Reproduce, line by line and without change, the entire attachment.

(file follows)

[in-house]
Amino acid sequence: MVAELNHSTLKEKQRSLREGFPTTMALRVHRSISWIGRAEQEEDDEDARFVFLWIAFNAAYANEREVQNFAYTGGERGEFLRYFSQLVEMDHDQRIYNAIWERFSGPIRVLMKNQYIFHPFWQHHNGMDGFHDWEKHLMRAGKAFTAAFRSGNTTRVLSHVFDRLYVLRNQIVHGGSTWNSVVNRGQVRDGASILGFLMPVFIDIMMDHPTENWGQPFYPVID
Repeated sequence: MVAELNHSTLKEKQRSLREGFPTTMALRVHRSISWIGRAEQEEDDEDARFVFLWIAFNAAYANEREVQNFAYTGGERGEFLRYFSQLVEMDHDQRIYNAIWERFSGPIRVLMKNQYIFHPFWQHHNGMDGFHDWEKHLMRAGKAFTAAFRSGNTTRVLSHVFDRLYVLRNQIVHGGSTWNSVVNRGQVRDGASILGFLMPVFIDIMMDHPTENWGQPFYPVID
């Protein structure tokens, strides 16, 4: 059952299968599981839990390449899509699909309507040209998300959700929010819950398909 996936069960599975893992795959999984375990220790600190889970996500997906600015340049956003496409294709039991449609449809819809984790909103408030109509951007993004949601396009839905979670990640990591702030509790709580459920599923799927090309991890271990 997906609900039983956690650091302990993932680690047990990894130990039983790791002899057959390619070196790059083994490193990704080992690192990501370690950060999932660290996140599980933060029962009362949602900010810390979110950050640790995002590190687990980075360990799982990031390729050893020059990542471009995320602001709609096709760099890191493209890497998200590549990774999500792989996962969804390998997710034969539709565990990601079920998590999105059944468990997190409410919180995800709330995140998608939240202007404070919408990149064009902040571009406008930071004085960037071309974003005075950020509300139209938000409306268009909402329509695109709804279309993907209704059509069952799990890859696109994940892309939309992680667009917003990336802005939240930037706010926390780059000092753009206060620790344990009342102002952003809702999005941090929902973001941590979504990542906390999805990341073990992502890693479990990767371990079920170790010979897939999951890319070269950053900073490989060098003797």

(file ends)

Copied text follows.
[in-house]
Amino acid sequence: MVAELNHSTLKEKQRSLREGFPTTMALRVHRSISWIGRAEQEEDDEDARFVFLWIAFNAAYANEREVQNFAYTGGERGEFLRYFSQLVEMDHDQRIYNAIWERFSGPIRVLMKNQYIFHPFWQHHNGMDGFHDWEKHLMRAGKAFTAAFRSGNTTRVLSHVFDRLYVLRNQIVHGGSTWNSVVNRGQVRDGASILGFLMPVFIDIMMDHPTENWGQPFYPVID
Repeated sequence: MVAELNHSTLKEKQRSLREGFPTTMALRVHRSISWIGRAEQEEDDEDARFVFLWIAFNAAYANEREVQNFAYTGGERGEFLRYFSQLVEMDHDQRIYNAIWERFSGPIRVLMKNQYIFHPFWQHHNGMDGFHDWEKHLMRAGKAFTAAFRSGNTTRVLSHVFDRLYVLRNQIVHGGSTWNSVVNRGQVRDGASILGFLMPVFIDIMMDHPTENWGQPFYPVID
């Protein structure tokens, strides 16, 4: 059952299968599981839990390449899509699909309507040209998300959700929010819950398909 996936069960599975893992795959999984375990220790600190889970996500997906600015340049956003496409294709039991449609449809819809984790909103408030109509951007993004949601396009839905979670990640990591702030509790709580459920599923799927090309991890271990 997906609900039983956690650091302990993932680690047990990894130990039983790791002899057959390619070196790059083994490193990704080992690192990501370690950060999932660290996140599980933060029962009362949602900010810390979110950050640790995002590190687990980075360990799982990031390729050893020059990542471009995320602001709609096709760099890191493209890497998200590549990774999500792989996962969804390998997710034969539709565990990601079920998590999105059944468990997190409410919180995800709330995140998608939240202007404070919408990149064009902040571009406008930071004085960037071309974003005075950020509300139209938000409306268009909402329509695109709804279309993907209704059509069952799990890859696109994940892309939309992680667009917003990336802005939240930037706010926390780059000092753009206060620790344990009342102002952003809702999005941090929902973001941590979504990542906390999805990341073990992502890693479990990767371990079920170790010979897939999951890319070269950053900073490989060098003797």